Maria Shriver: 10 women who inspire me

The first lady of California pays tribute to the strength and tenacity of activists like Gloria Steinem and trailblazers like Oprah Winfrey.

The missionary whose name is synonymous with charity won the Nobel Peace Prize in 1979 for her humanitarian work in India. Mother Teresa called herself a “pencil in the hand of God,” a statement Shriver said has stuck with her.

“That really we are here to do that kind of work is what I find so inspirational about her,” she added.

Raveendran / AFP

The rags to riches media mogul has been ranked by Forbes as the richest African-American of the 20th century and has been called the world’s most powerful woman. She makes it a point to give back to others, from the more than $51 million in donations given away through Oprah’s Angel Network, to funding a school for girls in South Africa.

“I’ve known her for 30 years,” Shriver said. “Her determination, her vision, her generosity of spirit … inspires me every single day.”

C.j. Lafrance / Getty Images North America

No matter what obstacles this former first lady, senator, presidential candidate and now Secretary of State faces, she stays in the political game.

“She hangs in there seeking to change the world,” Shriver said. “I find her incredibly inspirational and tough.”

Jewel Samad / AFP

First lady Michelle Obama may make fashion waves, but Shriver admires her more for her commitment to her family and the weight she carries with the president. “I think she is a new kind of political wife and an inspiration to all ages,” Shriver said.

Jonathan Ernst / X01676

Journalist and social activist Dorothy Day founded the Catholic Worker movement in 1933. She maintained progressive social and economic views, while at the same time embracing Catholicism.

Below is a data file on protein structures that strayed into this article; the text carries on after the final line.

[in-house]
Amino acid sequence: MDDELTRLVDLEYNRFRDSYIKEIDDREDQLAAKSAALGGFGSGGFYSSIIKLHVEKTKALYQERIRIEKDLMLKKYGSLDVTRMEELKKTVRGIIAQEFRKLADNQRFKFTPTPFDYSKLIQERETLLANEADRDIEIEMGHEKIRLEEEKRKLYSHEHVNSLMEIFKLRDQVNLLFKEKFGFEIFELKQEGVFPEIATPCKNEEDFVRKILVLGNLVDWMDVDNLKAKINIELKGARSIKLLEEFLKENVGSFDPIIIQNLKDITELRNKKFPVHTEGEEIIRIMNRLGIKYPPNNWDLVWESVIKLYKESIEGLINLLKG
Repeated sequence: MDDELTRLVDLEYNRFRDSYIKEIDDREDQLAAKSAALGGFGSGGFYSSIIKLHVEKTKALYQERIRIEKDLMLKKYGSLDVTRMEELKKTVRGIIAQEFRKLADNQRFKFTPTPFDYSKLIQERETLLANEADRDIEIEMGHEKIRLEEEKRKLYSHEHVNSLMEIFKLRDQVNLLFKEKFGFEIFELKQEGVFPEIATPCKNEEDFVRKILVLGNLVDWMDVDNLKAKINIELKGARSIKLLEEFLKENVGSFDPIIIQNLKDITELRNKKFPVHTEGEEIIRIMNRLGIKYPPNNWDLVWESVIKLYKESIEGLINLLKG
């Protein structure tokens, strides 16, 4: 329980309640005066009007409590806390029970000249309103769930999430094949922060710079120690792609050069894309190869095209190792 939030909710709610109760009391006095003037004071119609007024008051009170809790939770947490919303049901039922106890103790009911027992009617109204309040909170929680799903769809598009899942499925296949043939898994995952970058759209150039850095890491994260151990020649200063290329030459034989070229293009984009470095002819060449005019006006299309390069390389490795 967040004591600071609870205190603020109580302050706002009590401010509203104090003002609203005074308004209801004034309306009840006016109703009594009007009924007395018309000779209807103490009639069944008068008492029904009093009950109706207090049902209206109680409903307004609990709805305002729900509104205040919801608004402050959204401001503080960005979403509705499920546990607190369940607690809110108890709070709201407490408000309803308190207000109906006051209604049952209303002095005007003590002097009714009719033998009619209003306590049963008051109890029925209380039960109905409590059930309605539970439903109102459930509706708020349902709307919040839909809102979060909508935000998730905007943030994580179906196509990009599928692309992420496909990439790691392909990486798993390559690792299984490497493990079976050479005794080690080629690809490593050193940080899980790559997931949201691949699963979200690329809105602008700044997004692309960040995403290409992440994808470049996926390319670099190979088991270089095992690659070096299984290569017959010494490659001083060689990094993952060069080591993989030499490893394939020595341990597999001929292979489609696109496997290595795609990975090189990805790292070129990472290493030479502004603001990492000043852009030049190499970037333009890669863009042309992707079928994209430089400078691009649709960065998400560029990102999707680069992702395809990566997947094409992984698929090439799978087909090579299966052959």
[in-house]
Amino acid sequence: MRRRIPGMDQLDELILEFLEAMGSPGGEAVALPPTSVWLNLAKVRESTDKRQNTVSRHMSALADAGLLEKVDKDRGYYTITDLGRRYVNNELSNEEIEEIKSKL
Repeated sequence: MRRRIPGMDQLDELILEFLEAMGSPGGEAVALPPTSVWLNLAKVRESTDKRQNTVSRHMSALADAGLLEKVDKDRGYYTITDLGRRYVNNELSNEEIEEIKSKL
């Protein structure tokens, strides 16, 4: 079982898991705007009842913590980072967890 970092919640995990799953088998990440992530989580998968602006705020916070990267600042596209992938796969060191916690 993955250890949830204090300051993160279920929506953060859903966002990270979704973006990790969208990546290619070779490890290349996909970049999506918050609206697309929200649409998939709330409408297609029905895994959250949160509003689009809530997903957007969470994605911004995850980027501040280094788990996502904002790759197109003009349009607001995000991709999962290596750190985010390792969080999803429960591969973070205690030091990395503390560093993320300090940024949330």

“She made a huge difference in the world and I always think she’d be better known than she is,” Shriver said.

Lee Lockwood / Time & Life Pictures

Gloria Steinem has been a force in the feminist movement since the early 1960s. She co-founded Ms. magazine in 1972 and helped start several women’s organizations, including the Women’s Action Alliance, the Coalition of Labor Union Women and the National Women’s Political Caucus.

“You can’t be a working woman today and not tip your hat to Gloria Steinem,” Shriver said. “She broke down a lot myths – she gave dreams to women.”

Amanda Edwards / Getty Images North America

Tennis player Billie Jean King won 39 Grand Slam titles. She fought against sexism in sports, and helped create the first tennis tour for women. She is best known for the 1973 “Battle of the Sexes” match in which she defeated former men’s tennis champion Bobby Riggs, who was known for mocking women’s sports.

“She was an inspiration to me on the tennis court but she’s been a greater hero to me off the tennis court,” Shriver said. “She gives back every day of her life.”

Bebeto Matthews / AP

Belgian-born fashion designer Diane von Furstenberg is a household name for fashionistas. She has launched several successful businesses selling her high-end clothing, cosmetics and more, but is best-known for creating the wrap dress, which landed her on the covers of Newsweek and Wall Street Journal in 1976.

“She was an entrepreneur before many women knew what that was,” said Shriver.

Gary Gershoff / Getty Images North America

An author and the wife of fellow aviator Charles Lindbergh, Anne Morrow Lindbergh was herself a star in the aviation field, winning an Aerospace Explorer Award as well as being inducted in to the National Aviation Hall of Fame and the National Women’s Hall of Fame.

Shriver says Lindbergh’s “Gift from the Sea” is her “favorite book of all time,” adding that she was an “extraordinary writer … a woman who was married to a famous man and still had her own life and her own career.”

Leonard Mccombe / Time & Life Pictures

Maria Shriver’s mother Eunice Kennedy Shriver was one of her biggest influences. She spent her life advocating for children with disabilities and helped nationalize the Special Olympics. She won numerous awards for her efforts, including the prestigious Presidential Medal of Freedom.
“[She] worked 40 years, 50 years … to give people with intellectual disabilities the same rights as everyone else,” she said on Meet the Press. “It took her lifetime to achieve that.”

Frederick M. Brown / Getty Images North America